Japanese Atrocities During WW II, Part 3: The Horror of Unit 731

7 Aug



Shiro Ishii, head of Japan's notorious Unit 731

Shiro Ishii, Japan’s “Dr. Death,” who committed many atrocities during World War II


Of all the posts that I have written for this blog, the two most popular have been about Japanese atrocities during World War II. I wrote these posts to explain to a member of my book group why the Chinese had negative feelings toward the Japanese during the war. She was curious because we had just read the book At the Corner of Sweet and Sour, which is about a Chinese boy and a Japanese girl during that time in San Francisco.

If you live in the United States, as I do, it is easy to feel shame at the role Americans took in imprisoning thousands of innocent Japanese-American civilians and residents during the war in dusty, inhumane “camps” such as Manzanar. Many Americans feel shame at the dropping of the Atomic bomb on Hiroshima and Nagasaki, claiming that unleashing nuclear power was unnecessary and that the war would have ended anyway. I do not share that opinion, but will debate it at a later time. However, the fact is that many innocent people were murdered by these bombs, either right at that moment or through radiation sickness. John Hershey’s Hiroshima and the story of Sadako and the thousand paper cranes helped to popularize the cruelty of the bombs. The behavior of the Japanese after the war—their willingness to put it behind them and become peaceable members of the world community—also helped to give them a good reputation. However, the resurgence of Japanese nationalism in recent months and Japan’s attitude toward the war, from the way it is presented in textbooks to its unwillingness to take responsibility for its actions, has, in my opinion, led Japan to become a nation lacking in the moral gravity that it should have. If it had followed the model of Germany, which has truly, deeply, and painfully struggled with its shame and its moral failings, it would be, frankly, a better country than it is now.

Today I will share just one of Japan’s more brutal war actions, the medical experiments carried on by the notorious Unit 731. This medical unit (along with others) experimented on prisoners of war, civilians, and others by infecting them with deadly diseases such as cholera, dysentery, and bubonic plague. They tested out weapons of biological warfare such as anthrax. And they committed vivisection—operating on live victims without anesthesia, removing organs or amputating limbs. Unit 731 was based in northeastern China, and was led by “mad scientist” Lieutenant General Shiro Ishii, who specialized in testing germs on prisoners and in dropping infected rats and fleas on Chinese villages. According to Globalsecurity.org, “slightly less than 1,000 human autopsies apparently were carried out at Unit 731, most on victims exposed to aerosolized anthrax.”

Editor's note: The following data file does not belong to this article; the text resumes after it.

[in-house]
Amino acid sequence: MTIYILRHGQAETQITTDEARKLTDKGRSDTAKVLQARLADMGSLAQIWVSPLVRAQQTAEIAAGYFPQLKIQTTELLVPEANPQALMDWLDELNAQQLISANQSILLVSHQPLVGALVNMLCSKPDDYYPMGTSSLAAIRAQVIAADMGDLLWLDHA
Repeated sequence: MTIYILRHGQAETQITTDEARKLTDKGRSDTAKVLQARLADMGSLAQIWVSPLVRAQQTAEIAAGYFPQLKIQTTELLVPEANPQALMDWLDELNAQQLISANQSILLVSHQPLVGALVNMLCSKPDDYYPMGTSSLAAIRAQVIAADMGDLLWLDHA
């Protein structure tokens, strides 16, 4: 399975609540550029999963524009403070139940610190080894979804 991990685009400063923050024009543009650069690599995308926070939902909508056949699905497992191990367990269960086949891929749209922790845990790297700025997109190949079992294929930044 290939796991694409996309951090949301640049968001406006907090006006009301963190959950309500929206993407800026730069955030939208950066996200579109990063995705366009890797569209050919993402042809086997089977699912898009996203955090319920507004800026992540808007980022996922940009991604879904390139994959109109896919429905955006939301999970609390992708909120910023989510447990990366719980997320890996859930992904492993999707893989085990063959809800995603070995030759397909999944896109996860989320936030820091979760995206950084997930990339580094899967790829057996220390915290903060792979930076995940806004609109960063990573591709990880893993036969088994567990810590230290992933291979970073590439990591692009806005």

But experiments took place in other occupied territories as well, and even at one Japanese university. The 2002 International Symposium on the Crimes of Bacteriological Warfare claims that the Japanese Army killed as many as 580,000 people through its use of human experimentation and germ warfare.

One of the few who was willing to speak out about Japan’s atrocities was a former soldier named Akira Makino. He was so ashamed that it took him ten years to marry the woman he loved, and even then, he never told her what happened. “According to an article in the Brunei Times, Makino, was so haunted by his experiences in the Philippines during the war that he could not speak about them until after his wife’s death. “It was cruel, too cruel to talk about it to a woman. My wife might have thought I was such a cruel person. That’s what was in my mind,” he said.

At the time, Makino was a beginning medic. He said his superior commanding doctor used prisoners to teach the medics about human anatomy. He said that “These were nothing but living-body experiments.” Makino said, “My captain combat-surgeon often showed us human intestines, and said this was the liver and that was that and so on” he added. Afterwards, the prisoners were thrown into pits they had been forced to dig themselves. Until his death in 2007, Makino spoke up and also went on at least ten trips to the Philippines to bring needed supplies to poor people in an attempt to apologize for what he had seen.

It could be argued that cruel and inhumane behavior such as Dr. Ishii’s should be punished in some way. Instead, Ishii and his medical team managed to bargain for their freedom f by sharing the information they learned about germ warfare for their experiments with the Allies. US microbiologist Dr. Edwin Hill wrote a report saying that the information was “absolutely invaluable”, that it “could never have been obtained in the United States because of scruples attached to experiments on humans”, and “the information was obtained fairly cheaply”.(BBC Horizon “Biology at War: A Plague in the Wind” (29 Oct. 1984).


Cheaply indeed.

Sources and resources:

Unit 731 – Nightmare in Manchuria (History Channel)


Biography: Shiro Ishii

Writing Prompt: If you can get valuable information in an unethical way, and the information is already available, is it worth the price of overlooking the atrocity of a few perpetrators?



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